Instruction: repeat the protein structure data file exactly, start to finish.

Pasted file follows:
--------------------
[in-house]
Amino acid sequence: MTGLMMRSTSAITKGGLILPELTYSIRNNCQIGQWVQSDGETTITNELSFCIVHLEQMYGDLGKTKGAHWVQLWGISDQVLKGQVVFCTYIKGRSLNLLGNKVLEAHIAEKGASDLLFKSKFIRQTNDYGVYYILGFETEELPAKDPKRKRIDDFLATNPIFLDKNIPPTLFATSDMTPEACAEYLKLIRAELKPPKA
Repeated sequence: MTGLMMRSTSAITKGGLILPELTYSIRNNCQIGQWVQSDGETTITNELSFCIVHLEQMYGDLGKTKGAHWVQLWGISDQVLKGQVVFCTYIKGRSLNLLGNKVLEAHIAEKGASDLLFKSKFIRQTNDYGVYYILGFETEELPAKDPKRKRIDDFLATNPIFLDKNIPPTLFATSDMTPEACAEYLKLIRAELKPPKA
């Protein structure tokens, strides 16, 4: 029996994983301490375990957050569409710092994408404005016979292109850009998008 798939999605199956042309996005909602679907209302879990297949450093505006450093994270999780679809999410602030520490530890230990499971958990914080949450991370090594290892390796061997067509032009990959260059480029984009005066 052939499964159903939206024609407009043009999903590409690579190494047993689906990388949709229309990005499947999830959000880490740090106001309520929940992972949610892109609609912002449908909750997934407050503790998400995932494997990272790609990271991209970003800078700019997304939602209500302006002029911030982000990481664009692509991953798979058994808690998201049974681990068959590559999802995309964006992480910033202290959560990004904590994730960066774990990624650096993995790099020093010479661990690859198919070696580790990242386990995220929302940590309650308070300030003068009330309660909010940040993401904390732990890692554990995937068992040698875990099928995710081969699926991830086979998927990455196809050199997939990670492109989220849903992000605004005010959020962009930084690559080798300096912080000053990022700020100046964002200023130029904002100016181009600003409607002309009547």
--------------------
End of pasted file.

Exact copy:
[in-house]
Amino acid sequence: MTGLMMRSTSAITKGGLILPELTYSIRNNCQIGQWVQSDGETTITNELSFCIVHLEQMYGDLGKTKGAHWVQLWGISDQVLKGQVVFCTYIKGRSLNLLGNKVLEAHIAEKGASDLLFKSKFIRQTNDYGVYYILGFETEELPAKDPKRKRIDDFLATNPIFLDKNIPPTLFATSDMTPEACAEYLKLIRAELKPPKA
Repeated sequence: MTGLMMRSTSAITKGGLILPELTYSIRNNCQIGQWVQSDGETTITNELSFCIVHLEQMYGDLGKTKGAHWVQLWGISDQVLKGQVVFCTYIKGRSLNLLGNKVLEAHIAEKGASDLLFKSKFIRQTNDYGVYYILGFETEELPAKDPKRKRIDDFLATNPIFLDKNIPPTLFATSDMTPEACAEYLKLIRAELKPPKA
């Protein structure tokens, strides 16, 4: 029996994983301490375990957050569409710092994408404005016979292109850009998008 798939999605199956042309996005909602679907209302879990297949450093505006450093994270999780679809999410602030520490530890230990499971958990914080949450991370090594290892390796061997067509032009990959260059480029984009005066 052939499964159903939206024609407009043009999903590409690579190494047993689906990388949709229309990005499947999830959000880490740090106001309520929940992972949610892109609609912002449908909750997934407050503790998400995932494997990272790609990271991209970003800078700019997304939602209500302006002029911030982000990481664009692509991953798979058994808690998201049974681990068959590559999802995309964006992480910033202290959560990004904590994730960066774990990624650096993995790099020093010479661990690859198919070696580790990242386990995220929302940590309650308070300030003068009330309660909010940040993401904390732990890692554990995937068992040698875990099928995710081969699926991830086979998927990455196809050199997939990670492109989220849903992000605004005010959020962009930084690559080798300096912080000053990022700020100046964002200023130029904002100016181009600003409607002309009547």